“I Reckon You’re One Of Them New York Doves”

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At 10:00 sharp on the morning of November 19, 1969, I entered Austin’s new Federal Building, was waved into an elevator by a man I assumed was a Secret Service agent, and, reaching the top floor, walked into LBJ’s office. Here was LBJ, the man with the prominent ears, looking just as he did on television and in the newspapers, standing tall, and coming toward me with an outstretched hand.

LBJ’s eyes fixed steadily on me, and perhaps he was seeing a twinge of mistrust—his and mine—in the reflection. My hand was enveloped by his big one, and then he sat down on a couch and waved a bottle of Dr Pepper at me to signal that I too could sit down and have one, an offer I shook off, stifling the ungracious urge to say that I had been exposed to more than enough of that nose-clogging beverage as an Army draftee in the South.

Johnson’s first words to me were, “I reckon you’re one of them New York doves.” For the first time in my life, I said, “Yes, Mr. President.”

His voice was almost comically familiar, as if he were one of the many comedians still making a living by imitating him. He seemed paternal, and I recall being struck by the seemingly preposterous thought that he might be afraid of me .

Johnson with his grandson Patrick Nugent and his dog Yuki in the pool at the ranch.
 
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Johnson’s expression was not one of fear, of course, but it certainly conveyed wariness, the wariness of a man who found himself out of his medium, a man mistrustful of the press. Although LBJ surely understood the difference between the daily press and book publishing, he undoubtedly saw me, not entirely inaccurately, as a kissing cousin of those newspaper reporters and editorial writers who had helped drive him from office. LBJ also mistrusted prominent universities, and he knew that I was the product of one (although one point in my favor, I hoped, was that the University of Chicago was not part of the Ivy League). It would not be long before LBJ made sure to tell me that he had attended a “cow college.”

I sat down next to him and felt him gently rest his big hand on my thigh. “Well, let me tell you why you doves are full of it,” he said. Clutching a legal pad, I’d been ready to take notes about his book, but he was intent on defending himself and his record. He began speaking to me as if I were, at the very least, a visiting Scandinavian foreign minister or a member of the Council on Foreign Relations.

He asked me why journalists had begun hounding him so soon after President Kennedy’s assassination. This startled me, and I found the temerity to suggest that on the contrary, the press had rightly lauded him for his performance when he suddenly ascended to the Presidency. He countered rather oddly by reminding me that very early on, Time magazine had run a story reporting that when he showed his ranch to guests, he drove them, beer in hand, at 90 miles per hour. “I don’t drink beer,” he informed me. “I drink bourbon.”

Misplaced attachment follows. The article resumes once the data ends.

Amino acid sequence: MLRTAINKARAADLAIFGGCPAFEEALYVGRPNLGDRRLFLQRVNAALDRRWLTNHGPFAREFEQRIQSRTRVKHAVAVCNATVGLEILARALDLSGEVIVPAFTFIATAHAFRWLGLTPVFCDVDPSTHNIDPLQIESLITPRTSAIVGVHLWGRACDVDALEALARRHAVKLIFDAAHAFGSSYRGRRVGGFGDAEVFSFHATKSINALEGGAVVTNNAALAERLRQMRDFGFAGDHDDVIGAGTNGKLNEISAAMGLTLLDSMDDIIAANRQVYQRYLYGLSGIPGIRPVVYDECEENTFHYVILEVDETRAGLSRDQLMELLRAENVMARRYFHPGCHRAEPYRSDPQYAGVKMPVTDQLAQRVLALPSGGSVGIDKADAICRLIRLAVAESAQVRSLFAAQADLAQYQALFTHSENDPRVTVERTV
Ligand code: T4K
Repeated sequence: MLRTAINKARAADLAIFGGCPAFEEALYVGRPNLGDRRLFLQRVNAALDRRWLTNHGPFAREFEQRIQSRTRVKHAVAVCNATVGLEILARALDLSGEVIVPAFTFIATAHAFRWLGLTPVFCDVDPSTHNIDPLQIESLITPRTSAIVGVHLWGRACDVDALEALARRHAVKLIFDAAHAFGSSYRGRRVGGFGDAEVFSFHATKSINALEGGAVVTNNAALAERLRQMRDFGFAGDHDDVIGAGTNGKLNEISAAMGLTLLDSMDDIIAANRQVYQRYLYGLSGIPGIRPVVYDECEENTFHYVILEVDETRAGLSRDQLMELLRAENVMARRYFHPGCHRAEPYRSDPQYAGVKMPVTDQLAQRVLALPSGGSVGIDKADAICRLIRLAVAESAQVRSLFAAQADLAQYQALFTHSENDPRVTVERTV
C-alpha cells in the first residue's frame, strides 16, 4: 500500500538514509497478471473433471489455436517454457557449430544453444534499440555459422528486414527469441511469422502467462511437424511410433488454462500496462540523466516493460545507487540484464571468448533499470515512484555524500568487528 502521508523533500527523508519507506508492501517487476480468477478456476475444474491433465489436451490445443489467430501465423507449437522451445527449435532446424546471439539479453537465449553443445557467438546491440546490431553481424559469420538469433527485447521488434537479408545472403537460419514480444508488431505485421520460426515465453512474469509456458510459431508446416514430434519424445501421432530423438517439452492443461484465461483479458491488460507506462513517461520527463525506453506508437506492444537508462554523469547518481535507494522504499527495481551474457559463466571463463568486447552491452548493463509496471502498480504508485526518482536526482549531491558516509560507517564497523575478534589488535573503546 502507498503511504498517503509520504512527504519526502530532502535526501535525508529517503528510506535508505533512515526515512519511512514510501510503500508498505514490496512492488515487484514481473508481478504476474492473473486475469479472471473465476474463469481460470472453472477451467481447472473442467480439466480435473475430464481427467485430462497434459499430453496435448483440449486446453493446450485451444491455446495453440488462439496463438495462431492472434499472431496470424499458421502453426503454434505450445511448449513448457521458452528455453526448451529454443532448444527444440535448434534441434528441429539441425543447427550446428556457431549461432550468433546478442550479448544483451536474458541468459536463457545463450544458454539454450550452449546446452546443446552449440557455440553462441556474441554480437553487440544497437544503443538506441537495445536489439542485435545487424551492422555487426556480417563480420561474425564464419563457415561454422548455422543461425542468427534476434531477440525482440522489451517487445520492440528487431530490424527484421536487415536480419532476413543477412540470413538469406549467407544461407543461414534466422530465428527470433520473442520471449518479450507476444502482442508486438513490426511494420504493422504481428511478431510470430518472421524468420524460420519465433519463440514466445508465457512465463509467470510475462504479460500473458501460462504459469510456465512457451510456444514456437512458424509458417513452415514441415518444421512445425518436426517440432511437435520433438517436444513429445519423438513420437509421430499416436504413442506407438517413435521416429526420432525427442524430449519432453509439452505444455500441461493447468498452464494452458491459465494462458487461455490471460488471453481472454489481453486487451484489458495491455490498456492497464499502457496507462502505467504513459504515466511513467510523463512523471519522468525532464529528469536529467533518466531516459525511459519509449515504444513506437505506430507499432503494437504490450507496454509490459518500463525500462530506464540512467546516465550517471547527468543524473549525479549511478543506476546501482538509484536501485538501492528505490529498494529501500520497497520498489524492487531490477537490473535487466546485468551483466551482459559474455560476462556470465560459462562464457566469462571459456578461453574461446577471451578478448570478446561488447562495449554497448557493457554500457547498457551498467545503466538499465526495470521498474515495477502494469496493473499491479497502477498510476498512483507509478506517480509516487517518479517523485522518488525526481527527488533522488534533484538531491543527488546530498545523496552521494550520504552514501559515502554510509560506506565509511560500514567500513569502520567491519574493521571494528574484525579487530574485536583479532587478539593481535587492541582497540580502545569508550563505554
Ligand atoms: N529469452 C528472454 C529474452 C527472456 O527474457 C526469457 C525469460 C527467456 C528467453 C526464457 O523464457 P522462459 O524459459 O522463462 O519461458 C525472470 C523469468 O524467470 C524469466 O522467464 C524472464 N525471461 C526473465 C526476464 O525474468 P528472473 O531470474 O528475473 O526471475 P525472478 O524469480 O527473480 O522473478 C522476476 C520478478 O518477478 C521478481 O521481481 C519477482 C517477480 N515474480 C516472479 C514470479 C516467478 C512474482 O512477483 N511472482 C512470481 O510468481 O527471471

I felt Johnson gently rest his big hand on my thigh. “Well, let me tell you why you doves are full of it,” he said.

We turned to business, and I recall only that we discussed whether Lady Bird’s diary should be published before or after the first of LBJ’s books. Then one or two of Johnson’s ghostwriters and the former National Security adviser Walt W. Rostow arrived. By noon we had disposed of our so-called work, and expecting to be dismissed, I was thinking about what I would do in the hours before my flight back to New York. But an aide arrived with a hot lunch, and LBJ hospitably signaled me to take a seat beside him.

At lunch he took to telling country stories, “both bawdy and charming,” according to the notes I took very much later in the day. He made it clear that his love for his home Texas Hill Country and its people was deep and genuine. But when I ventured to say that I hoped that something of the flavor of what I had just heard would enter his own writing, he waved his arm in dismissal: “That barnyard stuff will stay right here.”

The Vietnam War went unmentioned.

We broke from lunch, and LBJ briskly headed for his helicopter and the ranch, offhandedly inviting me—to my astonishment—to come spend the night there. Over the racket of his departure, I turned to one of his aides and asked, “What do I do now?” The obvious answer was that I cancel my flight to New York and rent a car for the hour-long drive from Austin to Stonewall, Johnson’s village birthplace and the location of his ranch.

I hit the road soon after changing my airline tickets but failed (in the world before answering machines) to reach Linda, my wife, and inform her that I would be returning home later—much, much later —than planned. On the drive through the Hill Country, with its surprisingly (to me) varied landscape, its abundant greenery, and lakes, rivers, and orchards, I wondered if the FBI had cleared me and if the Secret Service had a presence on the ranch.